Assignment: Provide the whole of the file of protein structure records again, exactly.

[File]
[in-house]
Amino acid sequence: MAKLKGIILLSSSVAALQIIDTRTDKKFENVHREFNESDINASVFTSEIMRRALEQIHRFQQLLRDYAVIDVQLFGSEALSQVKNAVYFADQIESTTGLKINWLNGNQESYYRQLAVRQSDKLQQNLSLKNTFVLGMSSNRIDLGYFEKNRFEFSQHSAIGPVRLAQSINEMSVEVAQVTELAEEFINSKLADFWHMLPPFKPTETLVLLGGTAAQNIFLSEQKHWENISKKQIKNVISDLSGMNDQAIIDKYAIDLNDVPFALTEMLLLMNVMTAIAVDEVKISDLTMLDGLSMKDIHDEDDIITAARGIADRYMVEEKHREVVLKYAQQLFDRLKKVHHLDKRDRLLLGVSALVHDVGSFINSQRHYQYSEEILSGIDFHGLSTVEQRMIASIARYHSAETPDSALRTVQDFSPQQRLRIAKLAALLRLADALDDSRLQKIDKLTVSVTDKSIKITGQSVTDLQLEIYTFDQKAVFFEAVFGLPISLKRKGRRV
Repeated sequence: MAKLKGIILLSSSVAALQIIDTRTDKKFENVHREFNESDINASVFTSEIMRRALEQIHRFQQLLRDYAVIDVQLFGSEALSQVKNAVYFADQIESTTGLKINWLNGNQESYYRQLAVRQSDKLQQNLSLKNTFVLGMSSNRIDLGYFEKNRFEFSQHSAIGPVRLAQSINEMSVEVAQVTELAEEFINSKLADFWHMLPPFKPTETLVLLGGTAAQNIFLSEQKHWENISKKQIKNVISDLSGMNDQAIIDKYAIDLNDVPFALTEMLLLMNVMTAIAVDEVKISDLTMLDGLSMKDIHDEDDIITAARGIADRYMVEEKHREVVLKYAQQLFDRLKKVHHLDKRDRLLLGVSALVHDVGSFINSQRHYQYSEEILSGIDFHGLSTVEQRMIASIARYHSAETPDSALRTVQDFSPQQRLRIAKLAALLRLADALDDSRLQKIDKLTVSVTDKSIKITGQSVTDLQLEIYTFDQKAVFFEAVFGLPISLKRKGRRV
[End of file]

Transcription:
[in-house]
Amino acid sequence: MAKLKGIILLSSSVAALQIIDTRTDKKFENVHREFNESDINASVFTSEIMRRALEQIHRFQQLLRDYAVIDVQLFGSEALSQVKNAVYFADQIESTTGLKINWLNGNQESYYRQLAVRQSDKLQQNLSLKNTFVLGMSSNRIDLGYFEKNRFEFSQHSAIGPVRLAQSINEMSVEVAQVTELAEEFINSKLADFWHMLPPFKPTETLVLLGGTAAQNIFLSEQKHWENISKKQIKNVISDLSGMNDQAIIDKYAIDLNDVPFALTEMLLLMNVMTAIAVDEVKISDLTMLDGLSMKDIHDEDDIITAARGIADRYMVEEKHREVVLKYAQQLFDRLKKVHHLDKRDRLLLGVSALVHDVGSFINSQRHYQYSEEILSGIDFHGLSTVEQRMIASIARYHSAETPDSALRTVQDFSPQQRLRIAKLAALLRLADALDDSRLQKIDKLTVSVTDKSIKITGQSVTDLQLEIYTFDQKAVFFEAVFGLPISLKRKGRRV
Repeated sequence: MAKLKGIILLSSSVAALQIIDTRTDKKFENVHREFNESDINASVFTSEIMRRALEQIHRFQQLLRDYAVIDVQLFGSEALSQVKNAVYFADQIESTTGLKINWLNGNQESYYRQLAVRQSDKLQQNLSLKNTFVLGMSSNRIDLGYFEKNRFEFSQHSAIGPVRLAQSINEMSVEVAQVTELAEEFINSKLADFWHMLPPFKPTETLVLLGGTAAQNIFLSEQKHWENISKKQIKNVISDLSGMNDQAIIDKYAIDLNDVPFALTEMLLLMNVMTAIAVDEVKISDLTMLDGLSMKDIHDEDDIITAARGIADRYMVEEKHREVVLKYAQQLFDRLKKVHHLDKRDRLLLGVSALVHDVGSFINSQRHYQYSEEILSGIDFHGLSTVEQRMIASIARYHSAETPDSALRTVQDFSPQQRLRIAKLAALLRLADALDDSRLQKIDKLTVSVTDKSIKITGQSVTDLQLEIYTFDQKAVFFEAVFGLPISLKRKGRRV